19 December 2016
The troubled search giant has disclosed that one billion customer records were stolen in 2013, which, on top of the company’s September admission that 500 million accounts were breached in 2014, is astonishingly embarrassing.
There may be some overlap between the two data sets, but that still means that at least one billion Yahoo accounts were affected. (For reference, there are about 3.5 billion Internet users in the world at the moment. And to think some people still think data security isn’t something that affects them.)
Yahoo’s chief information security officer Bob Lord said:
“For potentially affected accounts, the stolen user account information may have included names, email addresses, telephone numbers, dates of birth, hashed passwords (using MD5) and, in some cases, encrypted or unencrypted security questions and answers. […] Payment card data and bank account information are not stored in the system the company believes was affected.”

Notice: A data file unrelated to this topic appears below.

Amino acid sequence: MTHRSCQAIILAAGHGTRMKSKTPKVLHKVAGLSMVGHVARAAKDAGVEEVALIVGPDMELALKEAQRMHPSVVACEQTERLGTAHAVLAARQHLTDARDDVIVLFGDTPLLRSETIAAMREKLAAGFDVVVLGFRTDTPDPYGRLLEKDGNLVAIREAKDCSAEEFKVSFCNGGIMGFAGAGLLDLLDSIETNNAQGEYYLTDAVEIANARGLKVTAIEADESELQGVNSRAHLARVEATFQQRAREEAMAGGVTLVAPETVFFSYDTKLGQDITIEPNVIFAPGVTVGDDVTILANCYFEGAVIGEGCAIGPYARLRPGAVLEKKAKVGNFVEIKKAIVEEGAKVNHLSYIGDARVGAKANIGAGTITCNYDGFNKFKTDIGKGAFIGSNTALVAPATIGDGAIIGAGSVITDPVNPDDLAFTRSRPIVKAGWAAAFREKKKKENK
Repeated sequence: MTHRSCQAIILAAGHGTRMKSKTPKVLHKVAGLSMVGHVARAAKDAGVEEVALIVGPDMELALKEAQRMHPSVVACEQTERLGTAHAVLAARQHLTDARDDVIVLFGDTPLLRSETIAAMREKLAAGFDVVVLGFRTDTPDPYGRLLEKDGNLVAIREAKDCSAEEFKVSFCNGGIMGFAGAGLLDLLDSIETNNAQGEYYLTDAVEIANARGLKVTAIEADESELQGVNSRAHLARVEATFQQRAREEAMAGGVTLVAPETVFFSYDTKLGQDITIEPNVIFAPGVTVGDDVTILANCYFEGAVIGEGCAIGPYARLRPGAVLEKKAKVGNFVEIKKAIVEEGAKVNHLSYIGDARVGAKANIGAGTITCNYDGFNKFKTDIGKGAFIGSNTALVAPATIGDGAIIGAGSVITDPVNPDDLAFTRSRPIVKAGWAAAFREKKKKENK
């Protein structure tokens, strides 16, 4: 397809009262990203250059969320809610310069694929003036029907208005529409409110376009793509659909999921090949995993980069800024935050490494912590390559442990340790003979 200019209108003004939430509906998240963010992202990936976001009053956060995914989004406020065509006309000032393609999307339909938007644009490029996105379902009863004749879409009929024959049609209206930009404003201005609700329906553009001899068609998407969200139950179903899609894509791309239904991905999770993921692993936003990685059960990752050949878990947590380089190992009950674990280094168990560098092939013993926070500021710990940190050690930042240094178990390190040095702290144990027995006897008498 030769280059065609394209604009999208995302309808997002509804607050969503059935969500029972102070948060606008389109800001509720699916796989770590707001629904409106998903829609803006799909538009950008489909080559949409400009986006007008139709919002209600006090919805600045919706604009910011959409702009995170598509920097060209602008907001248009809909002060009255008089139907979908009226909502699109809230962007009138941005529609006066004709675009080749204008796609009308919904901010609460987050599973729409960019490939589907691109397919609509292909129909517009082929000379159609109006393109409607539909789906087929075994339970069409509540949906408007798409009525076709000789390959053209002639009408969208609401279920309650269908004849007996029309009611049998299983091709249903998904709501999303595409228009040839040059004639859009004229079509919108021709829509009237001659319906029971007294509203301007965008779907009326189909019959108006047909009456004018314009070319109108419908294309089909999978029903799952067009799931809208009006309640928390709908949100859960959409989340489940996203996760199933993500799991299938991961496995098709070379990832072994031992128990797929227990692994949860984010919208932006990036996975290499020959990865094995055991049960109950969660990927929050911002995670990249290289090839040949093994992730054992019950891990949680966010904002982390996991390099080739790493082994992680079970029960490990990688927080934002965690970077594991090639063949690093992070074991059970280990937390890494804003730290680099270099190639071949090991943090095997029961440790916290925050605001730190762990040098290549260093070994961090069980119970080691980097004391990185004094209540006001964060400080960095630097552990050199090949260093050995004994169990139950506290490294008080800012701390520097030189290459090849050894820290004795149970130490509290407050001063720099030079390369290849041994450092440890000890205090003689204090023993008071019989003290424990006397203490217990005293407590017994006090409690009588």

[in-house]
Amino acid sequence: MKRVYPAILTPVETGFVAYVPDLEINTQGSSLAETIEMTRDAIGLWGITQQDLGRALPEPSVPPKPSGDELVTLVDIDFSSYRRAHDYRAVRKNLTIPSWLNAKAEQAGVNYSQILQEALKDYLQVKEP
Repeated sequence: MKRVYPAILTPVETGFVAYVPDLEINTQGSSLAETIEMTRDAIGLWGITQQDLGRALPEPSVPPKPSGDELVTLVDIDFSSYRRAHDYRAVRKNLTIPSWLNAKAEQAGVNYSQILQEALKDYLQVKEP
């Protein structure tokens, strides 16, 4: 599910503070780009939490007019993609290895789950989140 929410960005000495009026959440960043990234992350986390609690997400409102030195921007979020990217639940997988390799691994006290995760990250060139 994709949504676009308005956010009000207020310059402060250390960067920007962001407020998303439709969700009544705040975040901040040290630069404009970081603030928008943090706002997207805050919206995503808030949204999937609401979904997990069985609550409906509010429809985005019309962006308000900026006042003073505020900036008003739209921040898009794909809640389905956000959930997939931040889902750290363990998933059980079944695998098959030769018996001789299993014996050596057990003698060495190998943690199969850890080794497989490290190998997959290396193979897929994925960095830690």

Yahoo has provided more information about the incident – and what users should do – on an FAQ page.
It’s worth mentioning that MD5 isn’t a strong hashing algorithm, so passwords encrypted with it shouldn’t be considered safe.
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